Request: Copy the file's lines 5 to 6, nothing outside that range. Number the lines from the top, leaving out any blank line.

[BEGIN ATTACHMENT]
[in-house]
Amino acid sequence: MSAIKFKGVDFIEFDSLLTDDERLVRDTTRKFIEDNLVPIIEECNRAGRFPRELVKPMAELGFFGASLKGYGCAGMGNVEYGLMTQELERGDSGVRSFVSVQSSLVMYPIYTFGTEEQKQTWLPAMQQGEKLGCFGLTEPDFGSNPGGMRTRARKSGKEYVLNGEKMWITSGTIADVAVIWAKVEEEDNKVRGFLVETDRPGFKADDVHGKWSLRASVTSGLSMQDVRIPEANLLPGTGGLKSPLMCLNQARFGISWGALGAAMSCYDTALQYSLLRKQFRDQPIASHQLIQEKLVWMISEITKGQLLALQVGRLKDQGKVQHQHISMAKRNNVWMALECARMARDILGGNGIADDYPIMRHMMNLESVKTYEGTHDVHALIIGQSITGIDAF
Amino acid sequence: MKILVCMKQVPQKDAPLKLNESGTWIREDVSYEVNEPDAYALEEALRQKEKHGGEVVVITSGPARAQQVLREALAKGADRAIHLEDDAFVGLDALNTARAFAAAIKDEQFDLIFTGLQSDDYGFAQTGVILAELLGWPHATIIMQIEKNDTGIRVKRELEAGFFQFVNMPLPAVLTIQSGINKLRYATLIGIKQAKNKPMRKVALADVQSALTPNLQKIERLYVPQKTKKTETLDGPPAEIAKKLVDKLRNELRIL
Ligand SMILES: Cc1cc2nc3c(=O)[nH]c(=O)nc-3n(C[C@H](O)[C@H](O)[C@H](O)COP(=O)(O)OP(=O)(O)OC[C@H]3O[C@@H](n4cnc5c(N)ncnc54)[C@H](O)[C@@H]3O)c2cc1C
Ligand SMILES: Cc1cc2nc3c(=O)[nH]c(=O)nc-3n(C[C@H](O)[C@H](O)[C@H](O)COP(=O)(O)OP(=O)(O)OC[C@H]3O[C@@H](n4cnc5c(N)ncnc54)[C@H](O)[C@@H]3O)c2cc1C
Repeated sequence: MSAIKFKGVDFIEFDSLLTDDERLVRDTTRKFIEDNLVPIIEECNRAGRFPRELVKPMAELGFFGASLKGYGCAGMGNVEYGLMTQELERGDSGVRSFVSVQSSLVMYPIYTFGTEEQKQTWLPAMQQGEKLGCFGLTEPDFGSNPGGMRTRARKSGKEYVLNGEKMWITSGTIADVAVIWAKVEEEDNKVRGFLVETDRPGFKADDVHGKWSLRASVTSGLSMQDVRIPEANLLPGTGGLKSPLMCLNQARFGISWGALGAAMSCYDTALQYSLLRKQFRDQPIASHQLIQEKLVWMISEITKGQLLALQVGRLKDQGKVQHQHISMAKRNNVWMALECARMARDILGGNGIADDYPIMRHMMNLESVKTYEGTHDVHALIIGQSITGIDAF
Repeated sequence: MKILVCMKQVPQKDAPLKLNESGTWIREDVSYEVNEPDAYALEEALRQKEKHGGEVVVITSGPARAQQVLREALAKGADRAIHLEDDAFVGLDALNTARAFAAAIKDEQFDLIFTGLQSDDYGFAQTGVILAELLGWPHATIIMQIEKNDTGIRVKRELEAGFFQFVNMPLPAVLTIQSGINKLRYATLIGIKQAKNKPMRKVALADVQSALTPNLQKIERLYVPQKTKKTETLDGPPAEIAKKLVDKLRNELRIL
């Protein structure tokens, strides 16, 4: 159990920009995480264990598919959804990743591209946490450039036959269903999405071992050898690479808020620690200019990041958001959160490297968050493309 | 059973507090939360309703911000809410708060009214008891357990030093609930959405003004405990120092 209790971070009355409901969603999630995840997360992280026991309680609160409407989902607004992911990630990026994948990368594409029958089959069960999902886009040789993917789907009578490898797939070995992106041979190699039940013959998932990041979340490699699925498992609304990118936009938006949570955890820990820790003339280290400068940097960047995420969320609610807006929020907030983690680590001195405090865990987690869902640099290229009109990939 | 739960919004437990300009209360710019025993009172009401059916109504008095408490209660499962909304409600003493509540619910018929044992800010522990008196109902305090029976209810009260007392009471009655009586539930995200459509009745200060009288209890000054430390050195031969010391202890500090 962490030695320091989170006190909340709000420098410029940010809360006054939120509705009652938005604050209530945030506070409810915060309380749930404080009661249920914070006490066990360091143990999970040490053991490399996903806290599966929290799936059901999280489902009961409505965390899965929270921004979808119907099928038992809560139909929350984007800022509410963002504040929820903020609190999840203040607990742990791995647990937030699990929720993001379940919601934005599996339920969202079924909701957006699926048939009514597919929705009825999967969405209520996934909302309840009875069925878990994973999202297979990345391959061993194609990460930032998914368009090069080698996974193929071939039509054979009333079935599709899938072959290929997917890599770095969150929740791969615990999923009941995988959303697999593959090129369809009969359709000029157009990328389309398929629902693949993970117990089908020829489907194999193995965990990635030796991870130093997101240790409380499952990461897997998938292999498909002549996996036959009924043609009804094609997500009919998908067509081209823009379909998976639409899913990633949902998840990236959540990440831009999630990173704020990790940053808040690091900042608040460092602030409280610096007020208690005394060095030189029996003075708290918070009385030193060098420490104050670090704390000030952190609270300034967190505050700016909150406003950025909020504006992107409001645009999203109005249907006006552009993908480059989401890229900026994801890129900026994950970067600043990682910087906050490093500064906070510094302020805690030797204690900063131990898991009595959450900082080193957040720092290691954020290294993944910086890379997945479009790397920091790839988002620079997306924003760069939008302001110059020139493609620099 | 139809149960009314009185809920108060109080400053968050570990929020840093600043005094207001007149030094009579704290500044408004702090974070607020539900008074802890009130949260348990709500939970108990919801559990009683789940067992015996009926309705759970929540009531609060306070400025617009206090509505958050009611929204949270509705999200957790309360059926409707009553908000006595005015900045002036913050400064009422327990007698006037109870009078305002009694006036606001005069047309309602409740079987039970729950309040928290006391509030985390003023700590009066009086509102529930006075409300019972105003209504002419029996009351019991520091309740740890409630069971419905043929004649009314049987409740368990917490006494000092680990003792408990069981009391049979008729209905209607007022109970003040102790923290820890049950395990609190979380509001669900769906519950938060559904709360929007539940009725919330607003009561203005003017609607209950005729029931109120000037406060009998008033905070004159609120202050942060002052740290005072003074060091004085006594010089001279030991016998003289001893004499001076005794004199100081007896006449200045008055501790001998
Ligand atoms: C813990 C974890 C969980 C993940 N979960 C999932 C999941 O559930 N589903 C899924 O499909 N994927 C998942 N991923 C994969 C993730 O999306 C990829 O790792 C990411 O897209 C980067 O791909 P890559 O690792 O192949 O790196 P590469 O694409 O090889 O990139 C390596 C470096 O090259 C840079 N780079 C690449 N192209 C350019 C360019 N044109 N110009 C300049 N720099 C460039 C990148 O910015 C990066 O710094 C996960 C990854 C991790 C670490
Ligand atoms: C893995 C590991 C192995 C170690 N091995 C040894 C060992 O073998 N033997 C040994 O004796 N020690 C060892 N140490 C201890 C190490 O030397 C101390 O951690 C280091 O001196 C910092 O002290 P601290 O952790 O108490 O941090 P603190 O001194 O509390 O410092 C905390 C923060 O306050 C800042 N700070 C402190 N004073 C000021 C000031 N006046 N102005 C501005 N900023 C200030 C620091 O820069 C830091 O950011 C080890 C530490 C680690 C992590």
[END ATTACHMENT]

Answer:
Ligand SMILES: Cc1cc2nc3c(=O)[nH]c(=O)nc-3n(C[C@H](O)[C@H](O)[C@H](O)COP(=O)(O)OP(=O)(O)OC[C@H]3O[C@@H](n4cnc5c(N)ncnc54)[C@H](O)[C@@H]3O)c2cc1C
Repeated sequence: MSAIKFKGVDFIEFDSLLTDDERLVRDTTRKFIEDNLVPIIEECNRAGRFPRELVKPMAELGFFGASLKGYGCAGMGNVEYGLMTQELERGDSGVRSFVSVQSSLVMYPIYTFGTEEQKQTWLPAMQQGEKLGCFGLTEPDFGSNPGGMRTRARKSGKEYVLNGEKMWITSGTIADVAVIWAKVEEEDNKVRGFLVETDRPGFKADDVHGKWSLRASVTSGLSMQDVRIPEANLLPGTGGLKSPLMCLNQARFGISWGALGAAMSCYDTALQYSLLRKQFRDQPIASHQLIQEKLVWMISEITKGQLLALQVGRLKDQGKVQHQHISMAKRNNVWMALECARMARDILGGNGIADDYPIMRHMMNLESVKTYEGTHDVHALIIGQSITGIDAF